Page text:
In 1962, small town girl Barbara Novak arrives in NYC a week before her debut feminist book Down With Love is going to be published. The all-male marketing department of the publisher have no interest in promoting the text, so Barbara and her agent Vikki Hiller have to do it themselves. They arrange an interview with notorious womanizer Catcher Block for the largest male leisure magazine in the world. After being blown off three meetings in a row, Vikki and Barbara double down on the independent message of Down With Love and find success on their own terms. Barbara destroys Catcher’s reputation in the process, sending him into a twisted plot to restore his own status in the world. Who will wind up on top in a battle between the new and old guard of the non-fiction publishing industry?

downwithlovereview Down With Love Review (Film, 2003)Down With Love is all about design and betraying expectations. The art direction is phenomenal. Bright pops of color and striking graphics fill every inch of the frame, establishing a visual reference for the battle of the sexes. It’s far more nuanced than the pink and the blue of Barbara and Catcher’s lives. Catcher is constantly surrounded by traditional designs and what the mainstream culture would define as hip for a bachelor. Barbara is framed in sleek minimalism and explosive touches of Mod and Beatnik counter-cultures wherever she goes. Their meetings swing back and forth between the two worlds as the balance of power shifts in the relationship.

There are a few moments in the film that perhaps take the tongue in cheek tribute to the old madcap romances a bit too far. For example, through a constantly shifting onscreen divider and tight editing, Barbara and Catcher simulate various sexual positions. It’s just a bit too provocative in comparison to the more subtle approach the rest of the film takes.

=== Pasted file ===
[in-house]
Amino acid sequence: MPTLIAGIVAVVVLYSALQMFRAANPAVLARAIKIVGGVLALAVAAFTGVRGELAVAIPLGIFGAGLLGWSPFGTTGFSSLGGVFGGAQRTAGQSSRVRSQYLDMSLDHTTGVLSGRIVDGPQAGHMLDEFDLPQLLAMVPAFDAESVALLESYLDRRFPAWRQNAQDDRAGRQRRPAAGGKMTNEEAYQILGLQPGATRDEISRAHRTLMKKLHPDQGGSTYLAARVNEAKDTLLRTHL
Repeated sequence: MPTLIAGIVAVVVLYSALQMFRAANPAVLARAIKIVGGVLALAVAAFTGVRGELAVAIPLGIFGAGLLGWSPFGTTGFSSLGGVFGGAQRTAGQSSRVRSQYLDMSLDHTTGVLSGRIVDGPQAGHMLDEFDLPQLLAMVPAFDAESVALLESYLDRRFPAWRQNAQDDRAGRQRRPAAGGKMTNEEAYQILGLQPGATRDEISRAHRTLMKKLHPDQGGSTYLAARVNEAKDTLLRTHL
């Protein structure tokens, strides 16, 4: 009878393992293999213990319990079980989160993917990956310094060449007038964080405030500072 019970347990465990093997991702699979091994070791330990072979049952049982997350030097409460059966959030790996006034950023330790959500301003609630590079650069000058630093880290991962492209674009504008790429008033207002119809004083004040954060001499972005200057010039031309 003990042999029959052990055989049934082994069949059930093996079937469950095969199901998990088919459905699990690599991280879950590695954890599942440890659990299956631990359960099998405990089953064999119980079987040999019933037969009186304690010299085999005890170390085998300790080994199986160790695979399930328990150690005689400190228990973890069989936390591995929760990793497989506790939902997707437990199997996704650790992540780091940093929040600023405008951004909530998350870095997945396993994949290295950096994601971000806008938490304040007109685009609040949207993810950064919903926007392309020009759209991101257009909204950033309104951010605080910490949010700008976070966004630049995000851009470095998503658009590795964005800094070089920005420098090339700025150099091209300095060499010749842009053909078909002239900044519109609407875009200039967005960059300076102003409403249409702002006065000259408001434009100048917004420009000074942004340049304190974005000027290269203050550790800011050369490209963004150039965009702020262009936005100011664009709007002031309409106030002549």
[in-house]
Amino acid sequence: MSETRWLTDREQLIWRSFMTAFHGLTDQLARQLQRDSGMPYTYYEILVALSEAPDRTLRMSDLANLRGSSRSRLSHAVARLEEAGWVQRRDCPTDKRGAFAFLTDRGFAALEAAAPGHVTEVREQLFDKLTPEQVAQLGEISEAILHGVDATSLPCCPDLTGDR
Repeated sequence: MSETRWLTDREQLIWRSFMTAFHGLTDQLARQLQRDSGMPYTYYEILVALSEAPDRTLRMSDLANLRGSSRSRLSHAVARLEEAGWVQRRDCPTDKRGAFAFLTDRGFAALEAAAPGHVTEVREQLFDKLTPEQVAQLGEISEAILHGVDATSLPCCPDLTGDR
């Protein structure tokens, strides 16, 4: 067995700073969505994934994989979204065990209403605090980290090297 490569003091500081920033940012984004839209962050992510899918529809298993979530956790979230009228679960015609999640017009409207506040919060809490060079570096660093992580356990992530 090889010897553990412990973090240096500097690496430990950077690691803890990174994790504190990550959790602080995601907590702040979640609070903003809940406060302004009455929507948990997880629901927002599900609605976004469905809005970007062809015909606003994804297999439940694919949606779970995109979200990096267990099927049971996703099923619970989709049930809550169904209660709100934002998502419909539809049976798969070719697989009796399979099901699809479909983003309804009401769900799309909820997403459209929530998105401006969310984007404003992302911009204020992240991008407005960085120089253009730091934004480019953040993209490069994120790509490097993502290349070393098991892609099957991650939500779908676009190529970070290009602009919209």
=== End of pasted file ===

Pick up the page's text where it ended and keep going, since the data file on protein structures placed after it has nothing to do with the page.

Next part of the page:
Director Peyton Reed pushes the cast just a bit too far on occasion, creating tonally inconsistent moments of raunchy humor that would never appear in this style and period of film. It’s a great period to draw inspiration from. You just can’t establish the film as true to the time with a twist and then go that blue at key plot points for an extra laugh. It throws the film off-kilter every time it happens.

Down With Love is overall a sweet and funny diversion. Fans of madcap romantic comedies will find a lot to dig into in a mostly gentle send-up of the genre. A more film period-accurate approach to the material and staging would have made this soar.

Rating: 7/10

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Warm Bodies Review (Film, 2013)

Warm Bodies is a romcomzom (that’s a romantic comedy zombie film for those not in the know) focused on the comedy. It’s a wise choice since the romance happens between a living girl and a zombie boy. If the film went too serious, it would be unbearable. The over the top comedy, sight gags, and wordplay elevate the whole thing into a clever spin on Romeo & Juliet.

R is a zombie. It is the end of the world and the shambling dead far outnumber the living. R is capable of thought, reason, and even a few simple words. One day, he has an encounter with Julie, a living girl sent out of the walled-in living city to acquire medicine. Something clicks in R’s brain and he falls in love with Julie.

warmbodieslove Warm Bodies Review (Film, 2013)

Love at first shamble?

Writer/director Jonathan Levine adapts Isaac Marion’s YA novel into a very accessible and strange screenplay. There is a sharp, dry wit that runs throughout the entire film. Levine sticks with R’s first person narration from the novel but uses it as a tool to explore zombie angst. This is not post-production exposition to cover for narrative deficits. It’s a well-planned device to get the audience to empathize with a very uncommunicative leading character.